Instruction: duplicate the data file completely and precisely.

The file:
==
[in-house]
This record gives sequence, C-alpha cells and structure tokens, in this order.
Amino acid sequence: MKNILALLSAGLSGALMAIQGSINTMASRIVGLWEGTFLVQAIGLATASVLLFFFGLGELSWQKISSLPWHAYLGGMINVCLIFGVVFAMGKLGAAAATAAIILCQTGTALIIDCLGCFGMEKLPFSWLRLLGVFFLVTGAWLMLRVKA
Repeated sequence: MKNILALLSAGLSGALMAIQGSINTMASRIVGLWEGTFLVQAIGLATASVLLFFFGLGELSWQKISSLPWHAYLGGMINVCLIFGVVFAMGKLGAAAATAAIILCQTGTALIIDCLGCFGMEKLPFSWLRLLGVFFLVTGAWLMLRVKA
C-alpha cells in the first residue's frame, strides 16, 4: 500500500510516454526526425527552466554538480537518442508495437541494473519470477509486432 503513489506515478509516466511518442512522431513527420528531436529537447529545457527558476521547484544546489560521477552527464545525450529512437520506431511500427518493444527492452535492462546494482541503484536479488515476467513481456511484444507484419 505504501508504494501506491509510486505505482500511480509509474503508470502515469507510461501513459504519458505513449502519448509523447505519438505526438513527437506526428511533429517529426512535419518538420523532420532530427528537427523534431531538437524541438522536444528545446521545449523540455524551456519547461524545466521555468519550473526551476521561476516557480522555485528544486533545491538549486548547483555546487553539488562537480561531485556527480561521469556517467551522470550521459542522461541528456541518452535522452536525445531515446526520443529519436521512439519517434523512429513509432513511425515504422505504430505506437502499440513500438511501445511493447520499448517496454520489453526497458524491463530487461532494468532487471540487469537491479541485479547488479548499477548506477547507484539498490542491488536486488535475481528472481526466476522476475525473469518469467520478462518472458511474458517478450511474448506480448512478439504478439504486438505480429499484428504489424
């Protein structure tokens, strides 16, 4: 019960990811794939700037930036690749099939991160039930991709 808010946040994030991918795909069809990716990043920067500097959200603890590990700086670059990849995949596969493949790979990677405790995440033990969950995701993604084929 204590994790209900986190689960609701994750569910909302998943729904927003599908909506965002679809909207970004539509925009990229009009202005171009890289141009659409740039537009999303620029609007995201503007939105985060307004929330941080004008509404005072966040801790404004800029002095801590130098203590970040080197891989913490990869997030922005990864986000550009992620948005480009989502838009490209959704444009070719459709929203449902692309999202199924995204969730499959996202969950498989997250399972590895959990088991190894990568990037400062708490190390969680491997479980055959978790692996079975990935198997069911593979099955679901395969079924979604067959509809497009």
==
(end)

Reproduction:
[in-house]
This record gives sequence, C-alpha cells and structure tokens, in this order.
Amino acid sequence: MKNILALLSAGLSGALMAIQGSINTMASRIVGLWEGTFLVQAIGLATASVLLFFFGLGELSWQKISSLPWHAYLGGMINVCLIFGVVFAMGKLGAAAATAAIILCQTGTALIIDCLGCFGMEKLPFSWLRLLGVFFLVTGAWLMLRVKA
Repeated sequence: MKNILALLSAGLSGALMAIQGSINTMASRIVGLWEGTFLVQAIGLATASVLLFFFGLGELSWQKISSLPWHAYLGGMINVCLIFGVVFAMGKLGAAAATAAIILCQTGTALIIDCLGCFGMEKLPFSWLRLLGVFFLVTGAWLMLRVKA
C-alpha cells in the first residue's frame, strides 16, 4: 500500500510516454526526425527552466554538480537518442508495437541494473519470477509486432 503513489506515478509516466511518442512522431513527420528531436529537447529545457527558476521547484544546489560521477552527464545525450529512437520506431511500427518493444527492452535492462546494482541503484536479488515476467513481456511484444507484419 505504501508504494501506491509510486505505482500511480509509474503508470502515469507510461501513459504519458505513449502519448509523447505519438505526438513527437506526428511533429517529426512535419518538420523532420532530427528537427523534431531538437524541438522536444528545446521545449523540455524551456519547461524545466521555468519550473526551476521561476516557480522555485528544486533545491538549486548547483555546487553539488562537480561531485556527480561521469556517467551522470550521459542522461541528456541518452535522452536525445531515446526520443529519436521512439519517434523512429513509432513511425515504422505504430505506437502499440513500438511501445511493447520499448517496454520489453526497458524491463530487461532494468532487471540487469537491479541485479547488479548499477548506477547507484539498490542491488536486488535475481528472481526466476522476475525473469518469467520478462518472458511474458517478450511474448506480448512478439504478439504486438505480429499484428504489424
């Protein structure tokens, strides 16, 4: 019960990811794939700037930036690749099939991160039930991709 808010946040994030991918795909069809990716990043920067500097959200603890590990700086670059990849995949596969493949790979990677405790995440033990969950995701993604084929 204590994790209900986190689960609701994750569910909302998943729904927003599908909506965002679809909207970004539509925009990229009009202005171009890289141009659409740039537009999303620029609007995201503007939105985060307004929330941080004008509404005072966040801790404004800029002095801590130098203590970040080197891989913490990869997030922005990864986000550009992620948005480009989502838009490209959704444009070719459709929203449902692309999202199924995204969730499959996202969950498989997250399972590895959990088991190894990568990037400062708490190390969680491997479980055959978790692996079975990935198997069911593979099955679901395969079924979604067959509809497009």